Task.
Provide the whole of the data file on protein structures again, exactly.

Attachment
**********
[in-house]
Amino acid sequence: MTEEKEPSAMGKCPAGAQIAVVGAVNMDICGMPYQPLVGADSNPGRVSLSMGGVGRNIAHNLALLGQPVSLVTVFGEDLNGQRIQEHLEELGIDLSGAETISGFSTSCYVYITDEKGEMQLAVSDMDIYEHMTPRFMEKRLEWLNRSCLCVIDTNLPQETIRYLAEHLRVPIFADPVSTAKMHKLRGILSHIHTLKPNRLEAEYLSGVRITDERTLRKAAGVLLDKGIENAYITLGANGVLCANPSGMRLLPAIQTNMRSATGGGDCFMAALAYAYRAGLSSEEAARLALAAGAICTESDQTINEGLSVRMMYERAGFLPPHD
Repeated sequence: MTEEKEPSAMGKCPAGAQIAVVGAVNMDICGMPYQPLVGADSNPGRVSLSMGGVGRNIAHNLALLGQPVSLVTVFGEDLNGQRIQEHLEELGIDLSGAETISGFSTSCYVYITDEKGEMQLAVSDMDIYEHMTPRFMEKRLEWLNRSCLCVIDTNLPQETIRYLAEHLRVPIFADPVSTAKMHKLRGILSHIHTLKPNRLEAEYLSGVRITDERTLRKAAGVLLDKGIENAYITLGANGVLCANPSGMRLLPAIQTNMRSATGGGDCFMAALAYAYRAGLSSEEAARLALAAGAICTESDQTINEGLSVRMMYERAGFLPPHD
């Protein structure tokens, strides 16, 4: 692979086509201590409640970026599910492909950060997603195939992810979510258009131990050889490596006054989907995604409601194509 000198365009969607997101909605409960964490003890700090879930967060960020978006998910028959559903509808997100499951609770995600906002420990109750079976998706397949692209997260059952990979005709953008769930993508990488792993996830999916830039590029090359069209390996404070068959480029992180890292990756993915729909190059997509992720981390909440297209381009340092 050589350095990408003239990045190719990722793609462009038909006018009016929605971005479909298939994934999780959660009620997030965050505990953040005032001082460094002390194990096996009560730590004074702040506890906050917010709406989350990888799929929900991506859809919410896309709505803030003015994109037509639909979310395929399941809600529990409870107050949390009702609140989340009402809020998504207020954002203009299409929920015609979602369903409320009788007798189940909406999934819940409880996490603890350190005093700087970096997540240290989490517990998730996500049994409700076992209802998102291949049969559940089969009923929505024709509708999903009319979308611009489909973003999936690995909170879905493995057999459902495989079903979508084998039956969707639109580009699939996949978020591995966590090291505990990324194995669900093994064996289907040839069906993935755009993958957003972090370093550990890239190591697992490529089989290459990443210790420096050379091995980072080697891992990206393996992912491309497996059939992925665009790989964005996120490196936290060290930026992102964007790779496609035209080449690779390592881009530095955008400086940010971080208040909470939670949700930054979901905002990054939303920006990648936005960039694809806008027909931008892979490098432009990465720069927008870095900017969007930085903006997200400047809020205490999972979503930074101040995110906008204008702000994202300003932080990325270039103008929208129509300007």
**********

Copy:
[in-house]
Amino acid sequence: MTEEKEPSAMGKCPAGAQIAVVGAVNMDICGMPYQPLVGADSNPGRVSLSMGGVGRNIAHNLALLGQPVSLVTVFGEDLNGQRIQEHLEELGIDLSGAETISGFSTSCYVYITDEKGEMQLAVSDMDIYEHMTPRFMEKRLEWLNRSCLCVIDTNLPQETIRYLAEHLRVPIFADPVSTAKMHKLRGILSHIHTLKPNRLEAEYLSGVRITDERTLRKAAGVLLDKGIENAYITLGANGVLCANPSGMRLLPAIQTNMRSATGGGDCFMAALAYAYRAGLSSEEAARLALAAGAICTESDQTINEGLSVRMMYERAGFLPPHD
Repeated sequence: MTEEKEPSAMGKCPAGAQIAVVGAVNMDICGMPYQPLVGADSNPGRVSLSMGGVGRNIAHNLALLGQPVSLVTVFGEDLNGQRIQEHLEELGIDLSGAETISGFSTSCYVYITDEKGEMQLAVSDMDIYEHMTPRFMEKRLEWLNRSCLCVIDTNLPQETIRYLAEHLRVPIFADPVSTAKMHKLRGILSHIHTLKPNRLEAEYLSGVRITDERTLRKAAGVLLDKGIENAYITLGANGVLCANPSGMRLLPAIQTNMRSATGGGDCFMAALAYAYRAGLSSEEAARLALAAGAICTESDQTINEGLSVRMMYERAGFLPPHD
């Protein structure tokens, strides 16, 4: 692979086509201590409640970026599910492909950060997603195939992810979510258009131990050889490596006054989907995604409601194509 000198365009969607997101909605409960964490003890700090879930967060960020978006998910028959559903509808997100499951609770995600906002420990109750079976998706397949692209997260059952990979005709953008769930993508990488792993996830999916830039590029090359069209390996404070068959480029992180890292990756993915729909190059997509992720981390909440297209381009340092 050589350095990408003239990045190719990722793609462009038909006018009016929605971005479909298939994934999780959660009620997030965050505990953040005032001082460094002390194990096996009560730590004074702040506890906050917010709406989350990888799929929900991506859809919410896309709505803030003015994109037509639909979310395929399941809600529990409870107050949390009702609140989340009402809020998504207020954002203009299409929920015609979602369903409320009788007798189940909406999934819940409880996490603890350190005093700087970096997540240290989490517990998730996500049994409700076992209802998102291949049969559940089969009923929505024709509708999903009319979308611009489909973003999936690995909170879905493995057999459902495989079903979508084998039956969707639109580009699939996949978020591995966590090291505990990324194995669900093994064996289907040839069906993935755009993958957003972090370093550990890239190591697992490529089989290459990443210790420096050379091995980072080697891992990206393996992912491309497996059939992925665009790989964005996120490196936290060290930026992102964007790779496609035209080449690779390592881009530095955008400086940010971080208040909470939670949700930054979901905002990054939303920006990648936005960039694809806008027909931008892979490098432009990465720069927008870095900017969007930085903006997200400047809020205490999972979503930074101040995110906008204008702000994202300003932080990325270039103008929208129509300007």